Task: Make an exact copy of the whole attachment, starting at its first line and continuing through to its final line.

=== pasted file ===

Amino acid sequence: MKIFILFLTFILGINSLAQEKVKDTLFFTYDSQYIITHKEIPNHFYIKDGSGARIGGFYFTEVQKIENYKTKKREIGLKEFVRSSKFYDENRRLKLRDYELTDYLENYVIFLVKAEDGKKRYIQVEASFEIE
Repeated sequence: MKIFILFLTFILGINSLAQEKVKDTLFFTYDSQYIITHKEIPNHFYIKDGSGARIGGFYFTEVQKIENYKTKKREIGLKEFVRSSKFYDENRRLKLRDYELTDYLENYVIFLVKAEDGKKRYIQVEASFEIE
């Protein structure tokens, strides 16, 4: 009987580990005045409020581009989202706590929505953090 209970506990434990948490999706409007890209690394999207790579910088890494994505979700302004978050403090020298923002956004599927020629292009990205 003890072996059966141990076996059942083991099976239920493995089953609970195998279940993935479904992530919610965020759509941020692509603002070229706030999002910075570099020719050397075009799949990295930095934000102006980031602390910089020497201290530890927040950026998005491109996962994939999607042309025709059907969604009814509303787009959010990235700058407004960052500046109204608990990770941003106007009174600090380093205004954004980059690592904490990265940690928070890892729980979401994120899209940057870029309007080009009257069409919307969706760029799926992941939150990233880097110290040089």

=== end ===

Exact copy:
Amino acid sequence: MKIFILFLTFILGINSLAQEKVKDTLFFTYDSQYIITHKEIPNHFYIKDGSGARIGGFYFTEVQKIENYKTKKREIGLKEFVRSSKFYDENRRLKLRDYELTDYLENYVIFLVKAEDGKKRYIQVEASFEIE
Repeated sequence: MKIFILFLTFILGINSLAQEKVKDTLFFTYDSQYIITHKEIPNHFYIKDGSGARIGGFYFTEVQKIENYKTKKREIGLKEFVRSSKFYDENRRLKLRDYELTDYLENYVIFLVKAEDGKKRYIQVEASFEIE
């Protein structure tokens, strides 16, 4: 009987580990005045409020581009989202706590929505953090 209970506990434990948490999706409007890209690394999207790579910088890494994505979700302004978050403090020298923002956004599927020629292009990205 003890072996059966141990076996059942083991099976239920493995089953609970195998279940993935479904992530919610965020759509941020692509603002070229706030999002910075570099020719050397075009799949990295930095934000102006980031602390910089020497201290530890927040950026998005491109996962994939999607042309025709059907969604009814509303787009959010990235700058407004960052500046109204608990990770941003106007009174600090380093205004954004980059690592904490990265940690928070890892729980979401994120899209940057870029309007080009009257069409919307969706760029799926992941939150990233880097110290040089």